Finnish scientists came along
He had been offered the position as professor in diabetes and endocrinology in Malmö.
"When I told my family, the dog was the only one wagging its tail", he states. The family stayed in Finland another two years until his two sons had finished school and moved out. Leif Groop commuted and worked hard to create diabetes research worthy of the name in Malmö.
"Basically, there was none. A crucial factor for getting started so fast was that I had eight people who came along from Finland", he says. Three of them remain in Malmö, Leif Groop, the scientist Marju Orho-Melander and the laboratory engineer Esa Laurila.
Worked in three shifts
A lot of Finnish was heard in the corridors of the Wallenberg laboratory in the beginning and the group worked hard on a new study looking for risk genes for type 2 diabetes.
"I was convinced that the way to better understanding of the diabetic diseases, and better treatments, was through more in depth genetic knowledge about the disease mechanisms", Leif Groop explains.
The mapping included 217 individuals for whom 387 markers were analyzed. Three laboratories worked on the study for ten months; in the end in three shifts.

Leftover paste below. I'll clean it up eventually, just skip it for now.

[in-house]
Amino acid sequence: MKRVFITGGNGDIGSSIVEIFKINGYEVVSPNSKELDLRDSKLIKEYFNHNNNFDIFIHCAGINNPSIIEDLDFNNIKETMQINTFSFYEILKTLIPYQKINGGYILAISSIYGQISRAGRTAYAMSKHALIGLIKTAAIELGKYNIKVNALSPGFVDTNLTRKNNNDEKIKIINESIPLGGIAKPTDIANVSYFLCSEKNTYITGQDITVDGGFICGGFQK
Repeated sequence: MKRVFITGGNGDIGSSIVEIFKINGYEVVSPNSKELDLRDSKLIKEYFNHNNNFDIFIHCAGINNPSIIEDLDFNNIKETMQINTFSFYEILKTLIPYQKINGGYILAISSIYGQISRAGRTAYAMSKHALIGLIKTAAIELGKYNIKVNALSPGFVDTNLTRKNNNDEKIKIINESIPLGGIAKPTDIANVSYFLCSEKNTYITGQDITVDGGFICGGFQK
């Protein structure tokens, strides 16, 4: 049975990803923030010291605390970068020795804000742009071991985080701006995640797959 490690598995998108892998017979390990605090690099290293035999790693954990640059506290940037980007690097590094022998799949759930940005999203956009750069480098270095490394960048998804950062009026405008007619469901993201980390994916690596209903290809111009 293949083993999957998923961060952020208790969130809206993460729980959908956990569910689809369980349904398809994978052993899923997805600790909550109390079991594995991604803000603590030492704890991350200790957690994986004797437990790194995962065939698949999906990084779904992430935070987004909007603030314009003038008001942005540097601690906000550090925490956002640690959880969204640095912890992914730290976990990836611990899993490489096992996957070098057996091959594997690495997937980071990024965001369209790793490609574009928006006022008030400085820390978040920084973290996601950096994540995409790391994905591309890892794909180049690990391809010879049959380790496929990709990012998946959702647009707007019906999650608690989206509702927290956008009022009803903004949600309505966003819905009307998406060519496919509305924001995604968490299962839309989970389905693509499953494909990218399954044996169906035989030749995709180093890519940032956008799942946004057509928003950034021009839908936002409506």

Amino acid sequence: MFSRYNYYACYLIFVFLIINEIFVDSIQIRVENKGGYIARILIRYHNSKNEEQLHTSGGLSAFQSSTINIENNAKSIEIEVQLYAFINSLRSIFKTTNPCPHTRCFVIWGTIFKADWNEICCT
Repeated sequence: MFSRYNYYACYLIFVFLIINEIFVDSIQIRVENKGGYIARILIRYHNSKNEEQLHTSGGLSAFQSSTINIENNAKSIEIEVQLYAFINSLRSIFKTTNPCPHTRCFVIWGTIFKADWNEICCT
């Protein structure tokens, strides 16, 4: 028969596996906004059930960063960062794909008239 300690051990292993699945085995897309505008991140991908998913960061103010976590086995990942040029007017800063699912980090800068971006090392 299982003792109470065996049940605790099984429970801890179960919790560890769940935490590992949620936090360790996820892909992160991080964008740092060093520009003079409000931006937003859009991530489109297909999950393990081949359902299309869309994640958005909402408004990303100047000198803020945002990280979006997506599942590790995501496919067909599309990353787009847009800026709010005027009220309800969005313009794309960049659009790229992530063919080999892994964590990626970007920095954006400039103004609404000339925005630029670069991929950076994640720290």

"It was tough and by today’s standards far from adequate but still a first step. The results were published in 1996 in the journal Nature Genetics."
Different possibilities today
Eleven years later, 2007, another very large mapping was published in Science. Now, Leif Groop and the other scientists have access to a completely different set of tools that allows gene fishing on a much larger scale. The Science study included 500 000 markers analyzed in 3 000 individuals.
Three new unexpected genes for type 2 diabetes and one for blood lipids were caught in the net. Leif Groop was one of the initiators of the study. The total number of authors was more than 60.
"This type of research is very technology driven. The possibilities are completely different today than only a few years back so now our knowledge is increasing at a very high speed", says Leif Groop.
Collaborations and networking